Since 2001 when the makers of the asthma drug Advair, promised investors that they would make “ungodly amounts of money” they were not lying.
The drug has been a blockbuster drug ever since, raking in more than $4 billion dollars every year since 2007.
Millions of people have used the breakthrough medication, as it combined the GlaxoSmithKline beta-agonist, Serevent, with an inhaled steroid.
And although the sales are through the roof, studies have proven that the drug can be dangerous, especially to children.
According to The Journal Sentinel, Advair and other drugs that contain long-acting beta-agonists have been linked to 1,900 asthma deaths from 2004 through 2011, according to an estimate by AdverseEvents Inc., a private firm that analyzes incidents reported to the U.S. Food and Drug Administration. The incident reporting system is voluntary, so the estimate likely is low.
In a different analysis in 2008, an FDA researcher estimated the drugs contributed to 14,000 asthma deaths from 1994 through 2007.
Yet despite the deaths related to this drug, medical studies, independent doctors and court records that indicate the drug can be dangerous, why is it that it has been massively overused and often inappropriately prescribed?
In a cooperating investigation by Journal Sentinel and MedPage Today, the investigation found the growth in Advair sales followed new asthma treatment recommendations that were written largely by doctors who received money from GlaxoSmithKline and other companies that market the drugs.
And the FDA sidestepped the concerns of some of its own doctors, who warned of the drugs’ risks, especially among children and African-Americans, the investigation found. Those FDA doctors had urged that Advair and similar products not be prescribed to children and that other long-acting beta-agonists be taken off the market.
The picture of how a potentially dangerous drug became commonly prescribed comes from a Journal Sentinel/MedPage Today review of transcripts of FDA hearings, financial disclosures, medical journal articles and a U.S. Department of Justice complaint against GlaxoSmithKline.
Advair and similar drugs are considered appropriate treatment for more severe cases of asthma where the condition can’t be controlled with just a steroid. But a 2010 study by Medco Health Solutions found that nearly two-thirds of mild asthma patients were taking the combination drug – often without trying a steroid first.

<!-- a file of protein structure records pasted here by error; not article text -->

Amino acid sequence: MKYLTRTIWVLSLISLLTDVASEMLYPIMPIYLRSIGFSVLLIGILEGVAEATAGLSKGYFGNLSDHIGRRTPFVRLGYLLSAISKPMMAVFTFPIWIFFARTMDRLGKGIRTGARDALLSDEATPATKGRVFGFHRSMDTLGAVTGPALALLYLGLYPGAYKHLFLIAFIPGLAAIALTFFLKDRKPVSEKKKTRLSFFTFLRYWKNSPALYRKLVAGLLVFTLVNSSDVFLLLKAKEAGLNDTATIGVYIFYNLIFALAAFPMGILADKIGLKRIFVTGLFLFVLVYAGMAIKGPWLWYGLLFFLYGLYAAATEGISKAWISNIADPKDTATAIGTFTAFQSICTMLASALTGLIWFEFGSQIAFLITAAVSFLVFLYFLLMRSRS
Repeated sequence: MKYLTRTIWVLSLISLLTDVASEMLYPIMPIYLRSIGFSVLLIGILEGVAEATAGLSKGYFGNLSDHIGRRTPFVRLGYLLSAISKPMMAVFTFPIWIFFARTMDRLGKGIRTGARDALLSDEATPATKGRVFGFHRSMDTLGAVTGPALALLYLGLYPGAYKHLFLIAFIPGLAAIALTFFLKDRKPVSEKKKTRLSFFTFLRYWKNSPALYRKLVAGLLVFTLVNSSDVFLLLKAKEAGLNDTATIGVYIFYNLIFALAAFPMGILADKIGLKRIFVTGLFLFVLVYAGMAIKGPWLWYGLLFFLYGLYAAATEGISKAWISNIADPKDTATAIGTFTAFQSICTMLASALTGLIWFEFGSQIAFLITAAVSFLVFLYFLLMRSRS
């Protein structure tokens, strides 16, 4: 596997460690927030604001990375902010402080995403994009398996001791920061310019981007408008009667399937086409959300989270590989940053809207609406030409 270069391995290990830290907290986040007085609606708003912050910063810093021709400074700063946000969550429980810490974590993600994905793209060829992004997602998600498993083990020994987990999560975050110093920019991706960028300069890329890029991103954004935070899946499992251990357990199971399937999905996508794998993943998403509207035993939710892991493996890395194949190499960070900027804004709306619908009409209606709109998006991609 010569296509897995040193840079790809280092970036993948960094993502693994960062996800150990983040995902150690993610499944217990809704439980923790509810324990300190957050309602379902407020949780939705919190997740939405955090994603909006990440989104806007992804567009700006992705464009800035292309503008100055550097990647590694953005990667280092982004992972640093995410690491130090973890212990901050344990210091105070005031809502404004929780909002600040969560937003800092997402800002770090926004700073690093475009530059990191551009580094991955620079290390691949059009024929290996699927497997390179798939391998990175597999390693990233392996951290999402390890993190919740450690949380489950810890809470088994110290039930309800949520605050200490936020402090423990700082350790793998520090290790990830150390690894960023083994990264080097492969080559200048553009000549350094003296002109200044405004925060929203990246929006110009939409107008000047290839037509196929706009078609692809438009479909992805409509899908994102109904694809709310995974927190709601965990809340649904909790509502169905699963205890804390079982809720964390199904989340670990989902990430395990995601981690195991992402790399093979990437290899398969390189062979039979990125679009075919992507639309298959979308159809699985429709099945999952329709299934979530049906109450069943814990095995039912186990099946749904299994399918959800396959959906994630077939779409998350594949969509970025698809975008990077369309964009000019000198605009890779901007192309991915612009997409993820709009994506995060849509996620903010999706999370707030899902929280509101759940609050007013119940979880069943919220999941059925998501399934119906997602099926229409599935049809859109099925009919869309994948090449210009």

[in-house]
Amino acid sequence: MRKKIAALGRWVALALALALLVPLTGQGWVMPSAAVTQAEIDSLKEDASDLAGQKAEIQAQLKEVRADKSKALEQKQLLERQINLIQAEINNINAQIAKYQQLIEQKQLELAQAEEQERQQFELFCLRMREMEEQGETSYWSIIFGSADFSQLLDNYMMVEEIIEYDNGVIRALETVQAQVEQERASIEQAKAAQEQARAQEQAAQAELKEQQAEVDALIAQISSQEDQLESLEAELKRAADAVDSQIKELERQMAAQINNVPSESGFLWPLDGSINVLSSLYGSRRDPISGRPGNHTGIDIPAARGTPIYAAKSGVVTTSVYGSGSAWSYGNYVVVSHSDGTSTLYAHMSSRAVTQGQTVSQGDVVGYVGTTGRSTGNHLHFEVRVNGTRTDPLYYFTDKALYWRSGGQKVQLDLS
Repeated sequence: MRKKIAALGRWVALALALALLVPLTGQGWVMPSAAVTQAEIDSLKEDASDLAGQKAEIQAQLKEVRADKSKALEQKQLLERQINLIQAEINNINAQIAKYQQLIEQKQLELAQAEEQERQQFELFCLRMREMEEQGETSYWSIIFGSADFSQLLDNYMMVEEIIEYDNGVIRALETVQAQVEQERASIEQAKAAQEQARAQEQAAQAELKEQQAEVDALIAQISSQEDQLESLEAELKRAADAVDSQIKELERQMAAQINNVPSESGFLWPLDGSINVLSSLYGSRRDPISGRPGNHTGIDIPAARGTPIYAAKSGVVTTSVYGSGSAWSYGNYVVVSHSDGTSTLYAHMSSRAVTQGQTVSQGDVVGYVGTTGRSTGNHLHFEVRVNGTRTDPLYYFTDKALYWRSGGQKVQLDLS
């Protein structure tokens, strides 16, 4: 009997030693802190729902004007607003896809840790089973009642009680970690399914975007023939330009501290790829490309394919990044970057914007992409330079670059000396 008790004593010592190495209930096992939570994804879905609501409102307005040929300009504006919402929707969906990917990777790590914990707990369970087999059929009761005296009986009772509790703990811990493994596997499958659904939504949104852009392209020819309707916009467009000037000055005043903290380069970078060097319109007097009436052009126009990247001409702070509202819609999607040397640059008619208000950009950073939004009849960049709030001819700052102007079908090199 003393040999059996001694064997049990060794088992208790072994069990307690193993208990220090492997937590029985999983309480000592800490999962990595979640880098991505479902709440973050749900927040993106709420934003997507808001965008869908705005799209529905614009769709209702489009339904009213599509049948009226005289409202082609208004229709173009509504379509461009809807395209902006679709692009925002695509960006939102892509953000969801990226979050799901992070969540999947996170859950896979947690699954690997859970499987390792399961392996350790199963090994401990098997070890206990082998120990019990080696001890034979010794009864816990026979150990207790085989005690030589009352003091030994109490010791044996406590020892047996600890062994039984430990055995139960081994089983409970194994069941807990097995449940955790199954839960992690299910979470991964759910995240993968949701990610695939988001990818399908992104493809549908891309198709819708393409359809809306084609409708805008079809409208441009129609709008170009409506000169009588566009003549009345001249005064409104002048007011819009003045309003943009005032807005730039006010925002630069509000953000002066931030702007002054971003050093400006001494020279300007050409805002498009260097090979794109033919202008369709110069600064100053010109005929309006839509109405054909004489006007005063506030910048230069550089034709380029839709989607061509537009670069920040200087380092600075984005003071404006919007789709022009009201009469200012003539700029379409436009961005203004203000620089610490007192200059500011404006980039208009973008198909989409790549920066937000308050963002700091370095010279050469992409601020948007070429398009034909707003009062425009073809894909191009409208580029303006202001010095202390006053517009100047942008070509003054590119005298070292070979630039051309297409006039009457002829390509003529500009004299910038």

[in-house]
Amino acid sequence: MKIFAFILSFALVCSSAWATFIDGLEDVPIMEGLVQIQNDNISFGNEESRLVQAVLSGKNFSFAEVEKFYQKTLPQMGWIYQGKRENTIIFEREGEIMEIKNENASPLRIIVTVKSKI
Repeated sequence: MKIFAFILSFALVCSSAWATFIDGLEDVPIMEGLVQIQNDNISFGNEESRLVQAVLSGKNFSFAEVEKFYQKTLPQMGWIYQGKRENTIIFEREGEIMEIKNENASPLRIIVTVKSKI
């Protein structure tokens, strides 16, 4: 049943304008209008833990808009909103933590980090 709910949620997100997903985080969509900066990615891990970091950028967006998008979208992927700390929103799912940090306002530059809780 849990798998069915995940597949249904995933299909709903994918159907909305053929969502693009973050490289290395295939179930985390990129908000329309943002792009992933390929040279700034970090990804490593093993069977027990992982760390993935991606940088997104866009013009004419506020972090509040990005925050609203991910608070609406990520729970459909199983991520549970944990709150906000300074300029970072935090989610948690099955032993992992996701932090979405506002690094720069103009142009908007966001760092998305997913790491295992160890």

One theory from researchers for why Advair and similar drugs bring increased risk of deadly attacks is that the long-acting beta-agonists can mask worsening inflammation in the lungs. Patients feel better in the short-term, but it may set them up for a catastrophic asthma attack down the road.
At a 2008 FDA advisory panel meeting reviewing the use of the drugs, agency physician David Graham questioned whether it was worth putting an entire population on the drugs just to find that occasional patient who gets better control of his or her asthma, according to a transcript of the meeting.
“We have no way of identifying who’s going to have that miraculous response to Advair,” he said, “just as we have no way or predicting who’s going to end up in the cemetery because of Advair.”
FDA spokeswoman Morgan Liscinsky noted in an emailed statement that in 2010, the agency instituted new safety requirements for the drugs, including that they should be used for only the shortest duration necessary to achieve control of symptoms and then discontinued if possible.
In addition, the agency has said long-acting beta-agonists should only be used with a steroid. The agency also issued warnings in 2006 about the increased risk of deadly attacks.
Liscinsky said the FDA believes the benefits of the drugs outweigh the risks when they are used properly.
This story was reported as a joint project of the Journal Sentinel and MedPage Today. To continue reading the Journal Sentinel’s prospective visit Advair boomed amid health risks. MedPage Today provides a clinical perspective for physicians on breaking medical news at medpagetoday.com.